I didn’t get ANY tomatoes this year – well, one lousy tomato from 6 plants, and other people reported the same. Composted, watered, cut off laterals, tied them up, tied them down – but I think a week and a half over Xmas while we were away might have mucked them up, as they got very dry and nearly died just as they would have been setting fruit.

    Yes, it’s very spooky and no canny and I don’t like it. In the past I would have thought “gloriously warm weather”, now I think “horribly warm”.

    Is there more gale force wind about, too? I feel like it is, but I’m not sure.

    Comment by Helen — May 28, 2007 @ 11:53 am | Reply

  8. Well it seams my garden is suffering the same confusion as the others. But surly in this “new brunswick” we will be able to find a councillor or therapist to consult our plants on the effects of the modern world. Yes consumers the new brunswick is part of the global debarcle refered to as global warming. It has nothing to do with the rate of consumption, obviously. and the fact that our council makes us feel like we’re doing our bit by seperating our waste, well that makes us all feel good does’nt it. Whos out there saying use less, buy less, put on a jumper instead of jumping for the heater, oh and dont even mention the amount of clothes dryers in morland.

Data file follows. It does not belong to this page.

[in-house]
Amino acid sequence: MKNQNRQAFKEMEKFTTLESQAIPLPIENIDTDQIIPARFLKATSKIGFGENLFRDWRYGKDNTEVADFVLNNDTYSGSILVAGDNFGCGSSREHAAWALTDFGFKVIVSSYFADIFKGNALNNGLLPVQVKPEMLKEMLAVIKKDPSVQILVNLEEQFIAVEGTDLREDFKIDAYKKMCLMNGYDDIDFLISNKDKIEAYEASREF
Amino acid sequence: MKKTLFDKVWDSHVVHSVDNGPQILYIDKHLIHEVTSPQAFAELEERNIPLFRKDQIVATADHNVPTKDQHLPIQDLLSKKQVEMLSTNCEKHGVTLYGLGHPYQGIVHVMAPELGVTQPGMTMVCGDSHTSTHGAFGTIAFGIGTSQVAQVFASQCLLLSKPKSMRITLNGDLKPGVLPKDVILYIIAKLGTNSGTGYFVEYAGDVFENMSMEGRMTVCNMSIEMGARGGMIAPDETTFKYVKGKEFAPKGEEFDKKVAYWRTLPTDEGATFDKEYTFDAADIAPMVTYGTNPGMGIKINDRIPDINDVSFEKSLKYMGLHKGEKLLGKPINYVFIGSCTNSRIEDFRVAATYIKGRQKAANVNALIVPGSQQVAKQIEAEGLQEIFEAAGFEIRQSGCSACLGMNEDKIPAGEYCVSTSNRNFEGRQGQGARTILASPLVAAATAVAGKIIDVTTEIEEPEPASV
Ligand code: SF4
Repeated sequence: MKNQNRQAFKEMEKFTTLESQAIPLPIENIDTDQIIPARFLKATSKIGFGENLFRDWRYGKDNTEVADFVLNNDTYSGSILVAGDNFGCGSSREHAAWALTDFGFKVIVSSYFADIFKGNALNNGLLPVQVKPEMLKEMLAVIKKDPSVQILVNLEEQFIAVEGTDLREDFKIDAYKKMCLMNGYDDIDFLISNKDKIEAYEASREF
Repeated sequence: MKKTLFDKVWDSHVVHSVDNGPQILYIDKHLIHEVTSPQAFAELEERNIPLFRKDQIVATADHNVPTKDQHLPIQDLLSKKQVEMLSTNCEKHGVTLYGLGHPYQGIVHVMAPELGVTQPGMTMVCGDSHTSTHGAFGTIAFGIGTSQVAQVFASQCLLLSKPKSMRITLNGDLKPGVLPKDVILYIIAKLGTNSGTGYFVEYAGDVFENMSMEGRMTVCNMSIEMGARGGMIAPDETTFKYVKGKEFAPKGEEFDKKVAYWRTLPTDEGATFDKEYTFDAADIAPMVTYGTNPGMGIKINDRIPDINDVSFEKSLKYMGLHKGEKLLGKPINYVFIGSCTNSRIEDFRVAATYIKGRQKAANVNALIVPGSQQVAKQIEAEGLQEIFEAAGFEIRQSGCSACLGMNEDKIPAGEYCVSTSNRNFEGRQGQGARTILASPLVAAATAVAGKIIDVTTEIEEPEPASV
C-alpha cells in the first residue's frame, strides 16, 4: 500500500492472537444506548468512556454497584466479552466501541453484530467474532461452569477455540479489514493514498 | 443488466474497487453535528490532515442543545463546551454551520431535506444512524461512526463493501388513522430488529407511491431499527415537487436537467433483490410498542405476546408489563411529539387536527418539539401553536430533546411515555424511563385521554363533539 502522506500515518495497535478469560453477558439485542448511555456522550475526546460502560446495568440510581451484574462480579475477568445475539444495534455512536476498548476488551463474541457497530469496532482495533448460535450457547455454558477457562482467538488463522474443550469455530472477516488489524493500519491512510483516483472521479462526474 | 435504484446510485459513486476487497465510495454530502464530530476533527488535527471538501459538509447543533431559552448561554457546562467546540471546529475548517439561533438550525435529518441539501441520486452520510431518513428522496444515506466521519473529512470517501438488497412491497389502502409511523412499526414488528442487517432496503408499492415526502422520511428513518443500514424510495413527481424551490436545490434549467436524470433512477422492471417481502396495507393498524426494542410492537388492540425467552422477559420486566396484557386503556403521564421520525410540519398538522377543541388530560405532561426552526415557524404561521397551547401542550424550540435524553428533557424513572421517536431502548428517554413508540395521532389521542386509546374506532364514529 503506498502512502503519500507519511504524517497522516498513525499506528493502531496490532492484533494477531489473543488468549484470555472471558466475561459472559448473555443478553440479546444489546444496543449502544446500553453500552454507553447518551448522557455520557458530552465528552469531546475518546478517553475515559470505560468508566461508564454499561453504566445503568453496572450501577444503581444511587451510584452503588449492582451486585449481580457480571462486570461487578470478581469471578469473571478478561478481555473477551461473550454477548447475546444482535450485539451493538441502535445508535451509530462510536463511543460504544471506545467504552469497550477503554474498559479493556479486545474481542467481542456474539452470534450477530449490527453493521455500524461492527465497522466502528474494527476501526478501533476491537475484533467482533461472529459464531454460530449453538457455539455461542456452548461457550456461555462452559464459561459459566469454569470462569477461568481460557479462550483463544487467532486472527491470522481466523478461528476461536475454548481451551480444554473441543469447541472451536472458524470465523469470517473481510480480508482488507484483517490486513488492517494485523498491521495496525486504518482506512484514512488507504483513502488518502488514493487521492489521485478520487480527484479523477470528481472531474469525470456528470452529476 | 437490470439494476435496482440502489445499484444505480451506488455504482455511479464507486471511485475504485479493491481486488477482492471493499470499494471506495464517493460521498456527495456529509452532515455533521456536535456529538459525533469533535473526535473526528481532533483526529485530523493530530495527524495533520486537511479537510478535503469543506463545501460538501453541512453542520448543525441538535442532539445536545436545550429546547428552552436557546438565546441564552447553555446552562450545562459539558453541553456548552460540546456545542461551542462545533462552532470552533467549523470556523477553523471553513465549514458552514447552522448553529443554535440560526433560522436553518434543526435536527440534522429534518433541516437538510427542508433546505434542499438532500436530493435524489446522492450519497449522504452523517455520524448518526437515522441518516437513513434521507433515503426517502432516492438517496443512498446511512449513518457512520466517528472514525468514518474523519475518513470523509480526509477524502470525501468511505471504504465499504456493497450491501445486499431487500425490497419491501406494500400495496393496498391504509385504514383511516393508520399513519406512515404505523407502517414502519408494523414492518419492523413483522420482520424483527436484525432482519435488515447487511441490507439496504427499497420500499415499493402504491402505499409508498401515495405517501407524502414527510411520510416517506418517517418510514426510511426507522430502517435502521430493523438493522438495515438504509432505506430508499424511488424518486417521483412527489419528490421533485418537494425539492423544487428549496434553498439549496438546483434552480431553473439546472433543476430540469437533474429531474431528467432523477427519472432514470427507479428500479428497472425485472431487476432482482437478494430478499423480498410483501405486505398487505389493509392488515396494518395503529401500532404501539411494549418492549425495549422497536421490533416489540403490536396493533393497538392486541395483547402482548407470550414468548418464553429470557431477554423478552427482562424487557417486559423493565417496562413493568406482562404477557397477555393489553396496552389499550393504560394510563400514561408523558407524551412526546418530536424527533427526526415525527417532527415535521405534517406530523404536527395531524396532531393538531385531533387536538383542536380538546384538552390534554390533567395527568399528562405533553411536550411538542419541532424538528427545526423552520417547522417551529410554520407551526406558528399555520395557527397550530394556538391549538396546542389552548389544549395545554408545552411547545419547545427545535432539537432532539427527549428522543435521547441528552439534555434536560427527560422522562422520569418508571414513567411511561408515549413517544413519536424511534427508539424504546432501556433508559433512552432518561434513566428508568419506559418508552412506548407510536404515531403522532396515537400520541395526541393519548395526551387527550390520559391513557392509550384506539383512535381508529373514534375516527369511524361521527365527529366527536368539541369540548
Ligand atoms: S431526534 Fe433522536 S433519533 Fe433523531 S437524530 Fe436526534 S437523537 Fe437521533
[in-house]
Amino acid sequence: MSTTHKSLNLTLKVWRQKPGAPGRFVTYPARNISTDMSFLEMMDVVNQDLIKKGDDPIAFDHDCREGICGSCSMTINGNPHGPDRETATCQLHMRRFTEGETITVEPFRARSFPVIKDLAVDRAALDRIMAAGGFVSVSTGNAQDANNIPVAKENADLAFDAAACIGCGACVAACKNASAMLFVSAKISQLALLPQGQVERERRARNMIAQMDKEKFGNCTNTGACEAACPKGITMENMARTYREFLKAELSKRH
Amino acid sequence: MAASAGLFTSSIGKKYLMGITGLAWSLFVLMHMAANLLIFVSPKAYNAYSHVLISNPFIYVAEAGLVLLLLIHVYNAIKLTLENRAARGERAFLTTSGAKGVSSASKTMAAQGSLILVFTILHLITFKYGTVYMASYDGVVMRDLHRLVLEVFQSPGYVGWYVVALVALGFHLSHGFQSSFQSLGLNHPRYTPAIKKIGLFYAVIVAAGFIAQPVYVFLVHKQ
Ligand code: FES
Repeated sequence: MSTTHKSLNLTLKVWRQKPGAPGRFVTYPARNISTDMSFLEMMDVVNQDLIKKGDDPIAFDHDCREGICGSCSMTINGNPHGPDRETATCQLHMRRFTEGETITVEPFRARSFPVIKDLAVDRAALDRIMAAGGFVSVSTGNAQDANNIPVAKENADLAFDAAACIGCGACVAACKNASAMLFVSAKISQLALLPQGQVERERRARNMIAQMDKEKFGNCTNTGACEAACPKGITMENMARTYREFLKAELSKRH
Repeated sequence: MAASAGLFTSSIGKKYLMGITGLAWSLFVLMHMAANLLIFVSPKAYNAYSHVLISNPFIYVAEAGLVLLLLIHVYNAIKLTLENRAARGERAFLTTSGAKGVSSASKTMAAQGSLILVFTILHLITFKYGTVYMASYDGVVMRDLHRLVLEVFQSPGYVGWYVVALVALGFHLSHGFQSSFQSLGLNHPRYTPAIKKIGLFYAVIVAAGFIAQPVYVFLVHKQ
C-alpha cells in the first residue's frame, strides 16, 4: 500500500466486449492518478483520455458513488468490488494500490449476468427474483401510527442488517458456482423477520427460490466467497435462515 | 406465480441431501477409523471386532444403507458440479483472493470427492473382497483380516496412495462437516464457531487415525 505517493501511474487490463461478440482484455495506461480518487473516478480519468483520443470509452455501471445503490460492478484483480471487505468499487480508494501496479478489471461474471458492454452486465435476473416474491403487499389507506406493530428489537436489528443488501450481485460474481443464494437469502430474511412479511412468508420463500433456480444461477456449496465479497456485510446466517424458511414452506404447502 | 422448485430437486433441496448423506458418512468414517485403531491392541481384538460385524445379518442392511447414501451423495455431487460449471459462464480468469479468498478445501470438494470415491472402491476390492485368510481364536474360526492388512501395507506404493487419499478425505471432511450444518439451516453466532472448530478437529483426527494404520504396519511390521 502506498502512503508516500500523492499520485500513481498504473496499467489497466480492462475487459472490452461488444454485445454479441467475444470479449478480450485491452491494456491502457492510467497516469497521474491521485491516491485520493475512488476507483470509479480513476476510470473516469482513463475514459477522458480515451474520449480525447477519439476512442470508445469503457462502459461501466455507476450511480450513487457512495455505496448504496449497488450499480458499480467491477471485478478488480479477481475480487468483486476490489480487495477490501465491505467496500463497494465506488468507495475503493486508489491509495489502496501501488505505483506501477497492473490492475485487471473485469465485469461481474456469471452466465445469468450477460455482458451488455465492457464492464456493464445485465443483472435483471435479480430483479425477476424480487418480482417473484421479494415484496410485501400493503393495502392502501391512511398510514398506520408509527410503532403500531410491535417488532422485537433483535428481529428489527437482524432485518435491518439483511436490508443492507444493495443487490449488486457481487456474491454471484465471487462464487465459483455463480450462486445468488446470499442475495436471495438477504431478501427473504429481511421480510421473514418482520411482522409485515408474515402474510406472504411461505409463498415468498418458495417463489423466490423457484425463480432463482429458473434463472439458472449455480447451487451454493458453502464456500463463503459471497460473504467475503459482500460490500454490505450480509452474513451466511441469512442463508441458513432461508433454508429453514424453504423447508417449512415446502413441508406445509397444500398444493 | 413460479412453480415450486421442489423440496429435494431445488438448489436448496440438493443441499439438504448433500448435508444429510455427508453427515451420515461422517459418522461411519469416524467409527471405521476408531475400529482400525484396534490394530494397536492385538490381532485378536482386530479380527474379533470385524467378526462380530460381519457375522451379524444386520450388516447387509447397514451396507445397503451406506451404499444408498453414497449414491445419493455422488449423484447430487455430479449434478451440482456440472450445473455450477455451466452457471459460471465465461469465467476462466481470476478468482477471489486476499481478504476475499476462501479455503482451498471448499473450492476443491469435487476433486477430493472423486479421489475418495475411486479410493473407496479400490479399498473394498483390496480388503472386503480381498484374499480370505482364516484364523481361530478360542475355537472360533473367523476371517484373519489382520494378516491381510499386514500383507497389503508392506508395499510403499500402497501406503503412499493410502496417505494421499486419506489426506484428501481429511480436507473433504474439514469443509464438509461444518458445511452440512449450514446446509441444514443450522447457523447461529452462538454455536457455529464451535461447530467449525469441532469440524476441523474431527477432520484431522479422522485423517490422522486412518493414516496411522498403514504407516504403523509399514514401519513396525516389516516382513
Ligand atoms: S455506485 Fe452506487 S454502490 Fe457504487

Yep lets just all blame the pollies and corporates, cos we all know its their fault, isn’t it?

    Comment by Max Franc — May 28, 2007 @ 5:56 pm | Reply

  9. Most things in my garden seem to be following the seasonal trend, but just a bit slower. My basil finally gave up last weekend, but not before I could make an awesome pesto from it. the winter vegie seedlings are finding it a bit condusing tho.

    Actually I’m starting to think global warming is caused by hot air coming from John Howard’s mouth…

    Comment by Marty — May 29, 2007 @ 2:16 pm | Reply

  10. You make some fair points, Max, but an individual cutting down on appliance usage or putting on extra clothing is but a spit in the bathtub compared to major corporate emissions. And of course, if governments of any level were serious about tackling warming, they’d be instituting mandatory emission reduction targets for those industries.